National Geographic: ‘Our coverage was racist’

Latest news

    A collage of National Geographic coversImage copyright SHUTTERSTOCK
    Image caption National Geographic’s first edition was in 1888

    US magazine National Geographic says its past coverage of people around the world was racist.

    It ignored non-white Americans and showed different groups as exotic or savage, propagating “every type of cliché”, editor Susan Goldberg said.

    The magazine’s April edition is dedicated to race and it has asked a historian to look at past issues.

    It decided to re-examine its coverage to mark 50 years since civil rights leader Martin Luther King was murdered.

    “Let’s confront today’s shameful use of racism as a political strategy and prove we are better than this,” Ms Goldberg wrote in an editorial entitled “For Decades, Our Coverage Was Racist”.

    Ms Goldberg said some of the magazine’s archive material left her “speechless”, including a 1916 photo of Australian Aborigines with the caption “South Australian Blackfellows: These savages rank lowest in intelligence of all human beings”.

    Asked to examine its coverage, University of Virginia associate professor John Edwin Mason said National Geographic had served only to reinforce racist attitudes in a magazine with “tremendous authority”.

    He showed that until the 1970s the magazine ignored non-white Americans, only showing them as labourers or domestic staff.

    You may also be interested in:

    Prof Mason also pointed to photos of natives encountering Western technology – creating an “us-and-them” split between “civilized and uncivilized” – and the excessive numbers of photos of Pacific-island women.

    He compared a piece covering apartheid-era South Africa in 1962 – which barely mentions any problems – and a second piece from 1977, which shows opposition to the regime by black leaders.

    “It’s not a perfect article, but it acknowledges the oppression,” Prof Mason wrote.

    Image copyright AFP/Getty
    Image caption The 50th anniversary of Martin Luther King’s assassination will be on 4 April

    But the historian also acknowledged the good work the magazine did even during this period in showing its readers the wider world.

    “It’s possible to say that a magazine can open people’s eyes at the same time it closes them,” he said.

    National Geographic: Key facts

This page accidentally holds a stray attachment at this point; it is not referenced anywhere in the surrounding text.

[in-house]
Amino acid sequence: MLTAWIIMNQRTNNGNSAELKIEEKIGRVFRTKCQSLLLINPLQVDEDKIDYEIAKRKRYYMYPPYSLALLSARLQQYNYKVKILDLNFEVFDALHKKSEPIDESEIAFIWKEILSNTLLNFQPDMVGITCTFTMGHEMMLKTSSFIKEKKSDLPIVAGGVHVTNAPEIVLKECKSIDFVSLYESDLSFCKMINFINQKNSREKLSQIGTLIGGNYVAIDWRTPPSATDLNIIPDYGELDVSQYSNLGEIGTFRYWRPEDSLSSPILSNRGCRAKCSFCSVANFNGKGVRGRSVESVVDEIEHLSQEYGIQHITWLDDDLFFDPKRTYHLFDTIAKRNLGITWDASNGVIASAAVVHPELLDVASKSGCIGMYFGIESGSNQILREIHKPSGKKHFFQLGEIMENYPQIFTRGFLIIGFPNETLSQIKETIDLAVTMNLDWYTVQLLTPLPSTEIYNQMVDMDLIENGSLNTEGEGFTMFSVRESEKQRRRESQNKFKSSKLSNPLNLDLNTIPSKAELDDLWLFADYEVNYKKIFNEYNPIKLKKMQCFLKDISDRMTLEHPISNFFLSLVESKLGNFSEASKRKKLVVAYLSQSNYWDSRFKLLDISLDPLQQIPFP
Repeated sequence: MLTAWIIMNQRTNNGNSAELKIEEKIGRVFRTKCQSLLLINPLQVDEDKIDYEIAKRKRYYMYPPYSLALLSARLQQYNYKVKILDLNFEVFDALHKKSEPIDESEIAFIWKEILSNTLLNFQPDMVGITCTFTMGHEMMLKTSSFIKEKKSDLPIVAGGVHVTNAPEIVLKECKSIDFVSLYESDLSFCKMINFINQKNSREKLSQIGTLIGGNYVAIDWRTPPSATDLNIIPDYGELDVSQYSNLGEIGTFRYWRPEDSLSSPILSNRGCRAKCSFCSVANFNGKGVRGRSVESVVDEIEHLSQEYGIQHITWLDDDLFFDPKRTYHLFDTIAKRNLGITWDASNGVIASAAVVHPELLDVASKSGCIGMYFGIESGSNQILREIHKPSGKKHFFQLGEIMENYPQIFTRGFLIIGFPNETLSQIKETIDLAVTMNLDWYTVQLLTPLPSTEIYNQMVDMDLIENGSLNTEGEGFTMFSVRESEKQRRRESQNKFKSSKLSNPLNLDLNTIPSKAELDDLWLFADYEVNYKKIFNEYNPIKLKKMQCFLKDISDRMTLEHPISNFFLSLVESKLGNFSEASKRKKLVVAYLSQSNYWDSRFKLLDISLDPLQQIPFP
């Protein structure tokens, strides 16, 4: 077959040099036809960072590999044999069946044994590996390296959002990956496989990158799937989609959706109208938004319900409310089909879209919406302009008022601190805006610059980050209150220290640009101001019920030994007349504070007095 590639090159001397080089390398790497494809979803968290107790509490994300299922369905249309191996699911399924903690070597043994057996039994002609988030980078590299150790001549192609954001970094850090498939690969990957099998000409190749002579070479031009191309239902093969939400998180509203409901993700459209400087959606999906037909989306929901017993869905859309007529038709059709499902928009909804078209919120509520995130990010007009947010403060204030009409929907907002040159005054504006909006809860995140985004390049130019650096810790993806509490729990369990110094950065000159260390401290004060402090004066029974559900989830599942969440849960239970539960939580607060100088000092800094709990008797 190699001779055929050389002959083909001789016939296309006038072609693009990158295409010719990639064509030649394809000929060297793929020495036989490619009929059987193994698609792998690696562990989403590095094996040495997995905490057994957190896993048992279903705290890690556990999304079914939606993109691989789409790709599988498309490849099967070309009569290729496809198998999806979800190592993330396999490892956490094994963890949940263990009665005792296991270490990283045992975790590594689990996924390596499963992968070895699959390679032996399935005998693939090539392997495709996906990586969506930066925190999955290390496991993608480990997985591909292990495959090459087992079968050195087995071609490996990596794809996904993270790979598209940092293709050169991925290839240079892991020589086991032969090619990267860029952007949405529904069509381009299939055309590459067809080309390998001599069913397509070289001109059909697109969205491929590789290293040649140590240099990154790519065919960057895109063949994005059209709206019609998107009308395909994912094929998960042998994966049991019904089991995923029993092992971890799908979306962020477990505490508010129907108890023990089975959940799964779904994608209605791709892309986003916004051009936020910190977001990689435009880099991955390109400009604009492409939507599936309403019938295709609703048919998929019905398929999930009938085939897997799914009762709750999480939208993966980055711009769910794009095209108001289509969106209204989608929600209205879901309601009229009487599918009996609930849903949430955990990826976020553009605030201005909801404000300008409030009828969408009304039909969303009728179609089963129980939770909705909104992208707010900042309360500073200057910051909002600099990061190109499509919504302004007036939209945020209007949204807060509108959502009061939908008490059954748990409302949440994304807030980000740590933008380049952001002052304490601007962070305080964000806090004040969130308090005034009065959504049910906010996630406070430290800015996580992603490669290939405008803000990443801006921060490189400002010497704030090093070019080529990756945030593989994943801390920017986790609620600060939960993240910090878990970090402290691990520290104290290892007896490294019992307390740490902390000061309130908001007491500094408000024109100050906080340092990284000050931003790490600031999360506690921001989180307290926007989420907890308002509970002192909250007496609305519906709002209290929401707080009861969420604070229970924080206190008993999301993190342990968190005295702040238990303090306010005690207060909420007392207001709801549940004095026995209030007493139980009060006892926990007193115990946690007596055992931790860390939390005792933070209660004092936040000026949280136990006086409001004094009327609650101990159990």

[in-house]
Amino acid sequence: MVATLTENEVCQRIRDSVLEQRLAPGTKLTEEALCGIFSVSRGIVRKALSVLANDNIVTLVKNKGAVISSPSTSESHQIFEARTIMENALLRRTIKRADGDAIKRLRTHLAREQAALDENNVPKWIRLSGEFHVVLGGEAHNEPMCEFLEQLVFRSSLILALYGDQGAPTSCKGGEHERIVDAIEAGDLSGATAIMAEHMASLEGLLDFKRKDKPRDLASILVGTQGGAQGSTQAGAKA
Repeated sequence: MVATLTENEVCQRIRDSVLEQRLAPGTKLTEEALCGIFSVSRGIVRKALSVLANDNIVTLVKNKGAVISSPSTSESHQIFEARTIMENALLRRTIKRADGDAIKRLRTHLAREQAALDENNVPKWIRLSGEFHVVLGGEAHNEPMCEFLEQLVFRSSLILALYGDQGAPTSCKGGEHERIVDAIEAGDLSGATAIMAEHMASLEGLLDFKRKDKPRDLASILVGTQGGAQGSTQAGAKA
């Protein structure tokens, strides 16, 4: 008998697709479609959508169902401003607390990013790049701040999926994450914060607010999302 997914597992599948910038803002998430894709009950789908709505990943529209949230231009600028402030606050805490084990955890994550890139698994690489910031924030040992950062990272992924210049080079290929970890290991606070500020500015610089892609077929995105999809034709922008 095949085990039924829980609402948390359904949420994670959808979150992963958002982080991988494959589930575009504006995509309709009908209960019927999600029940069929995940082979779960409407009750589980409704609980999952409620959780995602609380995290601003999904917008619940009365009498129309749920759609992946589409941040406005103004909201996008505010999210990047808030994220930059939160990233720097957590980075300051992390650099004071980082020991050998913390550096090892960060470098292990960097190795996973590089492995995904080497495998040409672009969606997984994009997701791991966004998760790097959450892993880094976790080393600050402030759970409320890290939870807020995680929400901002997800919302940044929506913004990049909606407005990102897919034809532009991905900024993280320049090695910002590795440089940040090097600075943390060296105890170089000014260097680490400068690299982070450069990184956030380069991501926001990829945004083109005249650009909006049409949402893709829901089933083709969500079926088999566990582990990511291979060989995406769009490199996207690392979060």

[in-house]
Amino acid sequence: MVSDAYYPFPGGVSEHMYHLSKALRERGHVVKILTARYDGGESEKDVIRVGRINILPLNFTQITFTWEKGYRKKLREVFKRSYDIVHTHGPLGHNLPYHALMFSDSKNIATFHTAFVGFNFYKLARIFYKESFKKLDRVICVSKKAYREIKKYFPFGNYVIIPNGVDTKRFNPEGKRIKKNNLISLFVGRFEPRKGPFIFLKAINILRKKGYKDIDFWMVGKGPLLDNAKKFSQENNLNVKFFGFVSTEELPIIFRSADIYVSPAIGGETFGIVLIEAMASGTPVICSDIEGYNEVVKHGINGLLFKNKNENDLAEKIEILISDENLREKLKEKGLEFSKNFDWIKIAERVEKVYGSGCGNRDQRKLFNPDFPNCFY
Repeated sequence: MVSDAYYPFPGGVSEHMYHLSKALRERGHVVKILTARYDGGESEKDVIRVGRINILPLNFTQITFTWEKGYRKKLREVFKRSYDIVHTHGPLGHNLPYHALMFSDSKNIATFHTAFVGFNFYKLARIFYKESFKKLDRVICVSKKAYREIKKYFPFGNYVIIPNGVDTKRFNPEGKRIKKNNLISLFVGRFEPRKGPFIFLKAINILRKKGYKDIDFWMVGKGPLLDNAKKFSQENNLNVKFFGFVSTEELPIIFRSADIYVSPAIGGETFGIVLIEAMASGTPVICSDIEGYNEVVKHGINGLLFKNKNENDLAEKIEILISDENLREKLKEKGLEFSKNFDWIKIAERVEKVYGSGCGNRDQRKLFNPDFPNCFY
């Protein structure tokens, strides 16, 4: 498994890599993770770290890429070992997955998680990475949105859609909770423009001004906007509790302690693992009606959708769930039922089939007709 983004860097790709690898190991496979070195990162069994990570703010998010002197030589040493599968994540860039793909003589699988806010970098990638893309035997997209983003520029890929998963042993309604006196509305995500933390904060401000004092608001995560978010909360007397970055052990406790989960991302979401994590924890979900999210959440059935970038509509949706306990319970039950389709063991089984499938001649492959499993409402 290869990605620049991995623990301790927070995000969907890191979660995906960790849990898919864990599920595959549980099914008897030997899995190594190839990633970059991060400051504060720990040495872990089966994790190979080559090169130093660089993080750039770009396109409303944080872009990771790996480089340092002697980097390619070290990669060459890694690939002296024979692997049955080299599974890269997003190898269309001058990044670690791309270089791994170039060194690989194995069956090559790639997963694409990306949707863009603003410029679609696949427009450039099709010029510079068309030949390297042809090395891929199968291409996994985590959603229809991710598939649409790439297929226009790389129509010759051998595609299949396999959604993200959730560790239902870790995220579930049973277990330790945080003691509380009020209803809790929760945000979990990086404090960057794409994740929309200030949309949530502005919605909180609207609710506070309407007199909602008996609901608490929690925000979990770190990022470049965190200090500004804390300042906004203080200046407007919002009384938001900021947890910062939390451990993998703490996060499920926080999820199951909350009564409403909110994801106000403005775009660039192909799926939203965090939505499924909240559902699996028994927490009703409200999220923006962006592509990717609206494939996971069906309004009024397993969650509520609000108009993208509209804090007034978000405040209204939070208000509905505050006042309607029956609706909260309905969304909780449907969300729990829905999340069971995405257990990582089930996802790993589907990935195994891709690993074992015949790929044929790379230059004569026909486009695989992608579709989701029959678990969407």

• The magazine’s first edition came out in September 1888 after formation of non-profit education group, the National Geographic Society
    • Circulation of over six million worldwide, down from 12 million in the late 1980s
    • Originally a text magazine before adopting photo coverage in January 1905 issue
    • 1982 cover altered a photo of the pyramids at Giza, leading to the first digital Photoshop scandal
    • June 1985 cover was the famous green-eyed Afghan Girl – a refugee child in Pakistan
    View the original article: http://www.bbc.co.uk/news/world-us-canada-43384747

    http://www.bbc.co.uk/news/world-us-canada-43384747

    In the same category are

    New Zealand PM Jacinda Ardern’s baby premieres among world leaders Image copyright Reuters Image caption This is newborn Neve's first international trip since being born on 21 June New Zealand Prime Minister Jacin...
    Water shortages fuel ongoing protests in Basra, Iraq Electricity and drinking water are in short supply in the Iraqi city of Basra.More than 20 protesters were killed earlier this month when anti-governm...
    Mike Hall: UK cyclist died instantly in race collision, inquest told Image copyright Gene Kehoe Image caption Mike Hall was fatally struck car during a road race in Australia British endurance cyclist Mike Hall died...
    Dara O’Briain on why comedians are reluctant to do Mock The Week Image caption Hugh Dennis and Dara O'Briain have appeared in every episode of the show since its 2005 launch Mock The Week has been a TV comedy st...
    Bodyguard: David Budd could help save lives of those with PTSD Image caption David Budd admitted at the conclusion of the drama that he needed help Warning. This article contains spoilers.When six weeks of nai...
    Fetishised and forgotten: Why bisexuals want acceptance Image caption Katie Salmon says she was most hurt by the biphobia coming from the LGBT community Bisexuals face hostility from their own LGBT comm...

    Leave a comment

    Your email address will not be published. Required fields are marked *

    This site uses Akismet to reduce spam. Learn how your comment data is processed.